The little blouse that could.

One of the patterns available as part of the 1st Sewing Indie Month bundle is the Sutton Blouse by True Bias. I've seen this blouse around a lot on the 'gram as well as the web. At first I thought, "This is cute and my style! It's a bit like the Cabin top...I'll just make another Cabin."

But upon closer inspection it had some details that were quite different. These differences became even more pronounced as I began to sew. Perhaps Sutton is similar to Cabin in style, but the construction is very different and I like it. Opportunity for french seams? Awesome. Center front seam? Not usually my thing...but boy does it make for a lovely & easy neckline finish! I love a side vent and the extra deep hem helps the fluid fabric hang nicely.

This top almost didn't happen, as I'll explain below, but I'm so glad it did! I love both the muslin (wore it yesterday) and the altered version (wore it today). But getting to this point was quite the process!

Part I: Pattern printing problems

We've all done it. Without thinking, I printed the pattern 'sized to fit page' instead of at 100%. I had been printing non-pattern things earlier and had wanted something resized to fit the page. Then when I went to print the pattern, it was still on that setting. After printing, I noticed that the top seemed awfully big and I was right. When I went back to the computer to check, it appeared I had printed the pattern at 107%. This doesn't sound like much, but it made a big difference.

I managed to re-draw the pattern to scale by choosing a reference point and plotting new points after calculating where they would be at 100% scale. Sound confusing? It took me a while to figure it out, but I think I did it. I'm thinking about posting a tutorial for this in the future...though arguably it's easier to just re-print and assemble the pattern :)

Part II: Not enough fabric

I picked out a beautiful polka dot rayon crepe from my stash that I bought at Stounemountain & Daughter. But I ran into a problem: I only bought a yard of this fabric! And from a store in CA no less, so no opportunity to run over and pick up some extra. Why?

Now, I wouldn't call myself cheap per say, but when it comes to 'stashing' fabrics - aka fabrics that aren't purchased for a specific project - I tend to be pretty frugal. Super fancy fabrics I sometimes only buy 1/2 a yard! What could I make with that? Most fabrics I purchase a full yard, but still...there are seriously very few garments to be made with 1 yard of fabric. I may have to up my minimum to 1 1/2.

After wrestling with layout after layout, I decided it would help to squeeze a bit out of this top. From looking at the flat pattern, it appeared some length/width alterations might be necessary anyway. I really really really wanted to use this fabric. I had to make it work.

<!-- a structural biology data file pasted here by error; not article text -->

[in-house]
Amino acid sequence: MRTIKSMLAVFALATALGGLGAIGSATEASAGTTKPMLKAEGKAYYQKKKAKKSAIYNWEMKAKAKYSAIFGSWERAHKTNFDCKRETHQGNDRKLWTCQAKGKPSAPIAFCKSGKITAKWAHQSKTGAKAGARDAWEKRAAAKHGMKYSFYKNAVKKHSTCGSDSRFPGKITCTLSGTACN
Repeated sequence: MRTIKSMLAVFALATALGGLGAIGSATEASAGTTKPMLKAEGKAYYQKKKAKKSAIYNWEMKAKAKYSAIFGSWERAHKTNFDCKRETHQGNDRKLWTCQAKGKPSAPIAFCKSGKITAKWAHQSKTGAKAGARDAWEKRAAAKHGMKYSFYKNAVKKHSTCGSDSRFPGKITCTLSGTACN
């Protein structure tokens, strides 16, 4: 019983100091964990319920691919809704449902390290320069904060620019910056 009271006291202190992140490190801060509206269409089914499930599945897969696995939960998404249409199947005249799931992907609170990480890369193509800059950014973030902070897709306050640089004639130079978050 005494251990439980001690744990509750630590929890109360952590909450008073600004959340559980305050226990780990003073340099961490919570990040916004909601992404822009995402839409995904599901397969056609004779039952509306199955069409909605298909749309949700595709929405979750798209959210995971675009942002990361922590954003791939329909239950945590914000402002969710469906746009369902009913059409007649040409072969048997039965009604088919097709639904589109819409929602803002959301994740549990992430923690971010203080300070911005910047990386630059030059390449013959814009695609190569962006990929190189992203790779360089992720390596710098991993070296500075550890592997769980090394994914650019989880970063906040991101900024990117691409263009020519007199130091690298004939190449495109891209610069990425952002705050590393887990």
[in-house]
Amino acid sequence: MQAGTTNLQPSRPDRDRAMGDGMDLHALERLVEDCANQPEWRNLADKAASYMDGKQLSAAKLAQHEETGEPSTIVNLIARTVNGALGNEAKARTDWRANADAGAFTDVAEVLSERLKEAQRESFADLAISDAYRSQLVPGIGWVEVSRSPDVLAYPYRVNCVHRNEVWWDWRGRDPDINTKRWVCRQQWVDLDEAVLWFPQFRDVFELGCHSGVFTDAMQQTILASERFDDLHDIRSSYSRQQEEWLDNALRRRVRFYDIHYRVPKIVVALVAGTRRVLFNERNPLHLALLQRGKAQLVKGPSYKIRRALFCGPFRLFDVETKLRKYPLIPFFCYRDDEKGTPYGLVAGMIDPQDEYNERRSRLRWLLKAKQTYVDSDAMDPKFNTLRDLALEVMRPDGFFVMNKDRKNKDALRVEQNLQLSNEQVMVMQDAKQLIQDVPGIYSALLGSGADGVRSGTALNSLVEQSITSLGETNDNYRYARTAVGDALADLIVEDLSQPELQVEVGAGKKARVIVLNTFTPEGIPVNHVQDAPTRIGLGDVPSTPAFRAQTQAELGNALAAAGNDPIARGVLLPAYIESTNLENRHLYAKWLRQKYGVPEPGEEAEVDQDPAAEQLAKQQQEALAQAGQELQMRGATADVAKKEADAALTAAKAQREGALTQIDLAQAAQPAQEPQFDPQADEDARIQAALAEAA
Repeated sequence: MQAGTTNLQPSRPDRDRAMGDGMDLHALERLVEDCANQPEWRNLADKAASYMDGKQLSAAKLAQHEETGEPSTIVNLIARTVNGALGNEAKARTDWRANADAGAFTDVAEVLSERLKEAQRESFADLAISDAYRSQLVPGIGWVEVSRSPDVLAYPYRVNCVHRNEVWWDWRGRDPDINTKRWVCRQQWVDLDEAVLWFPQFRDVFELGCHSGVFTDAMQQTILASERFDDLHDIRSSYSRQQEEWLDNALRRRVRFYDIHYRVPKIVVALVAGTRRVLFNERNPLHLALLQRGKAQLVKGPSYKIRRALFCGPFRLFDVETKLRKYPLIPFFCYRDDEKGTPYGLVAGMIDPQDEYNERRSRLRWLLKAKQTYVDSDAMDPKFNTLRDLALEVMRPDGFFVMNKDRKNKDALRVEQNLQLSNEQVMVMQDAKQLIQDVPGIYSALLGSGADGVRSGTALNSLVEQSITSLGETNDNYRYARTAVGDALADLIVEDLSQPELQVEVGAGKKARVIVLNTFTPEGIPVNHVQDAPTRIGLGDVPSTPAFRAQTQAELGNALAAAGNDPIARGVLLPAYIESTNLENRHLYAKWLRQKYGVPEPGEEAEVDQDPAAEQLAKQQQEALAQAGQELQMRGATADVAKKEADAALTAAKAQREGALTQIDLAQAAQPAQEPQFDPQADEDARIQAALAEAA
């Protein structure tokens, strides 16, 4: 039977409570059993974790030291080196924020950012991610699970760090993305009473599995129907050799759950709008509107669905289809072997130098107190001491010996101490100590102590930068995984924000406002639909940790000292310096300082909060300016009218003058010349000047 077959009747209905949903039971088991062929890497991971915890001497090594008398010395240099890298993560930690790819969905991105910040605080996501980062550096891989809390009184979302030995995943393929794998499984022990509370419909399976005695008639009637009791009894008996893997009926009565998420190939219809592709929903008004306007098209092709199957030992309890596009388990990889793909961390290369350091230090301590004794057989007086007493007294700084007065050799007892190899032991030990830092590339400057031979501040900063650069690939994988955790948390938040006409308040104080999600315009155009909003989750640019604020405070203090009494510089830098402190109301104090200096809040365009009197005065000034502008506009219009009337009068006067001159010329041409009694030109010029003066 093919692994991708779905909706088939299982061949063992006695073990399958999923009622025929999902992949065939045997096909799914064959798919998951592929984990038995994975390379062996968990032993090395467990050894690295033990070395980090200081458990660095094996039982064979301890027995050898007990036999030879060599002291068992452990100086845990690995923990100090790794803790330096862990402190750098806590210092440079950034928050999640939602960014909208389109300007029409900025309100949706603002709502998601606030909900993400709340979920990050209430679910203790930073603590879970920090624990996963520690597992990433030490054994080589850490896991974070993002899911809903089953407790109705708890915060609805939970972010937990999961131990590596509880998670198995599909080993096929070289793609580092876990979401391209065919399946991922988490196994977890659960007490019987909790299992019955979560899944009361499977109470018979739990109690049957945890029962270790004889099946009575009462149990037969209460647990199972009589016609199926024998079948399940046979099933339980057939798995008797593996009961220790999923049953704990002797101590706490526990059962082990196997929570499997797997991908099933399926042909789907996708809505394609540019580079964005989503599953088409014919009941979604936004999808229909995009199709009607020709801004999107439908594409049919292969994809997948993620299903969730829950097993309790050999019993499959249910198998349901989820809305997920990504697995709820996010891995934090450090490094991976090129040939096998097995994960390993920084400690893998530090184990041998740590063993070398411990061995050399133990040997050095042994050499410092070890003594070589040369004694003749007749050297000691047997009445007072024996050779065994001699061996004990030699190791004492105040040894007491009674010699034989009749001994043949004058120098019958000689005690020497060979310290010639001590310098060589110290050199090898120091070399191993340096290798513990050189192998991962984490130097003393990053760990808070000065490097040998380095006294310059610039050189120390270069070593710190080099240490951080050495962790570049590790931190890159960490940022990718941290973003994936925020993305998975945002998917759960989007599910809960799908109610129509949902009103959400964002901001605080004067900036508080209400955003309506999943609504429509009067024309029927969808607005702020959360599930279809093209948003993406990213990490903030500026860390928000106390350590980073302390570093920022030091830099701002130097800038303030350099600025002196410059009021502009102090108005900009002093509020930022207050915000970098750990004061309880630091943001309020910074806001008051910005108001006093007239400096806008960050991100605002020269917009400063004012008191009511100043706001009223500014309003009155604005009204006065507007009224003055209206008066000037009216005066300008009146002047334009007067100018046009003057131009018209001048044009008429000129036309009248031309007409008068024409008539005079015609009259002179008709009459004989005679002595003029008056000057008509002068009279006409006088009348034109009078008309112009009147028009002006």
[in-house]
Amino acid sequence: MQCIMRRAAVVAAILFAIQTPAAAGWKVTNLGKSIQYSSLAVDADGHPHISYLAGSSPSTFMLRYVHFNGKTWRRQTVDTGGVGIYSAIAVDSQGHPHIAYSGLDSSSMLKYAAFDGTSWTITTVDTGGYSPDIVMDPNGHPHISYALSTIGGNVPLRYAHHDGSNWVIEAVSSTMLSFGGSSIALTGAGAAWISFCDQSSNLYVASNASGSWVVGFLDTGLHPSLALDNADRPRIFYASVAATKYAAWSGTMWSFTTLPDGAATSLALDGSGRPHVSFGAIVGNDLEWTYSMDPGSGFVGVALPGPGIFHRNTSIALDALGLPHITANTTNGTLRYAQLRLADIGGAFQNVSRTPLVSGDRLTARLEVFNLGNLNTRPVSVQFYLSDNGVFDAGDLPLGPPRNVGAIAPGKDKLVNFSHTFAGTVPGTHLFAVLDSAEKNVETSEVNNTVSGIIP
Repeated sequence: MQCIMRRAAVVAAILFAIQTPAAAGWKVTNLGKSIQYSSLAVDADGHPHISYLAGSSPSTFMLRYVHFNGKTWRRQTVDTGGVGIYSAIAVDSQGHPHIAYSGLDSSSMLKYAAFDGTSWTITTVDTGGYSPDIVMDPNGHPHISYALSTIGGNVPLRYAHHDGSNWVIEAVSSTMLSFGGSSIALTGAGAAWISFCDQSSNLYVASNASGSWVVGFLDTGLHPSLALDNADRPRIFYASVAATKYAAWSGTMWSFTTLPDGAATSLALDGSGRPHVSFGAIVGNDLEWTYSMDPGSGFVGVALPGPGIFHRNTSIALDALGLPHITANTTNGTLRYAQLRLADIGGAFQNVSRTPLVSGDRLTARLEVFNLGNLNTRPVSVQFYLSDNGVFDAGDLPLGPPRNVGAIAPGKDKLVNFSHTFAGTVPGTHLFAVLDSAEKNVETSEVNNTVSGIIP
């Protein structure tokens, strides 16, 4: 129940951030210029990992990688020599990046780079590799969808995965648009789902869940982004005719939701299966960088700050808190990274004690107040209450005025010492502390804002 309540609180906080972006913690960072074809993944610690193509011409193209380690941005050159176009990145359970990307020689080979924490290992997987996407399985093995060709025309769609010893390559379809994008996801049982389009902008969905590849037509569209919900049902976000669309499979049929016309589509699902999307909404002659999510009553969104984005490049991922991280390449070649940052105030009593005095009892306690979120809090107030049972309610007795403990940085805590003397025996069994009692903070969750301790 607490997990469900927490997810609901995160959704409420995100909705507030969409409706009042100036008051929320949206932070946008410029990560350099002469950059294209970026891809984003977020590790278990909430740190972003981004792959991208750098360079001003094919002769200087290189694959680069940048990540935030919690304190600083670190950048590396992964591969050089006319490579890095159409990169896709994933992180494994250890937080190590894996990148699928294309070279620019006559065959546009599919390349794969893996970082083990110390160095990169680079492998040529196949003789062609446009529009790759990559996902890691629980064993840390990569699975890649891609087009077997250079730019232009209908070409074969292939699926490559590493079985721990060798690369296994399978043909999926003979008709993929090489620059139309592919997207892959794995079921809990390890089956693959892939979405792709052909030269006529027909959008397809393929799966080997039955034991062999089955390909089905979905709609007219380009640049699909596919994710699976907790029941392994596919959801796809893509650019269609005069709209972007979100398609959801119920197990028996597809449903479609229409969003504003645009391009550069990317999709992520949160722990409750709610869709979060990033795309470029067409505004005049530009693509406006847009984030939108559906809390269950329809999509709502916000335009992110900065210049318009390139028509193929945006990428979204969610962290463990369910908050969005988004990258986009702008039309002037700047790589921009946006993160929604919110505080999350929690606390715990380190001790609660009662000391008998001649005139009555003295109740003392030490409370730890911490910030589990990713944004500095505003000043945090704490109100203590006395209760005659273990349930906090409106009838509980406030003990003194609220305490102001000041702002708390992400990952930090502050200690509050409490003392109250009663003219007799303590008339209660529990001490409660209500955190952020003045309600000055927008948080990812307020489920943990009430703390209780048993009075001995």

So I decided to make a wearable muslin. I used a mystery fabric from my stash that had languished unused and could either be awesome or hideous as a final garment. I had originally planned to give the fabric away, so I decided to give it a go. The fabric was very stiff...felt like it had starch in it. You'd think it would make for easy sewing but it was quite shifty! Think like a loosely woven cotton organza.

Here's me snuggling Pin outside in the grass in my muslin.

Here's me snuggling Pin outside in the grass in my muslin.

Anyway, the finished muslin turned out great, but it does give a bit of a 'wings' effect as the sleeves stick straight out rather than drape. Though with my body shape, this isn't necessarily a bad thing. (I've been working on a cool wardrobe planning project which I hope to share soon...very helpful for visualizing silhouettes on the body).

Ready for the serious version, I laid out the fabric in a single layer and wracked my brain for possibilities. I ended up just squeezing all the pieces in there by:

  • Cutting the yoke as two pieces (adding a center seam)
  • Cutting front & yoke on the lengthwise grain and the back on the cross grain
  • Shortening the final pattern by 1" and taking 1" from the center front of both front pieces (basically, a poor man's SBA), redrawing the neckline.
  • Shortening the yoke/sleeve by about 1/2"

And you know what? With all those changes, I think the fit is perfect! I'll be sure to carry those on to the next version. There will definitely be a next version!

This crepe is beautiful but shifty as all get out... did a lot of rotary cutting on this one! Sewing it was a lot of fun. I'm a big fan of french seams, both in how they're sewn and the way they look in a sheer fabric. I really took my time sewing due to the tricky fabric and am happy to report that I only made 1 really silly mistake: sewing the CF french seam backwards. Luckily this fabric was very easy to unpick. Shifty fabrics are usually also a pain to pick. Perhaps I picked just the right stitch length!

Fabric choice is key for this pattern. Though I like the way the stiff linen mystery floral version turned out, I definitely prefer the drape and flow of the rayon crepe for this pattern. I think it's just the right fabric for this pattern!


The skirt, by the way, is A-Frame! It's made up in some Robert Kaufman Essex Linen. I made a size bigger than usual for a more relaxed fit...nice for summer. More of a straight skirt than a pencil fit. After looking at the pictures, I think I might forgo the high-low hem on the next one. But there will definitely be a next one!

The Sutton Blouse, as well as my new pattern Saltbox, are available as part of the Sewing Indie Month August Bundle.

Click here to check out this awesome bundle!

Have you ever pulled a serious craft 'MacGuyver' to save a project? How'd it turn out?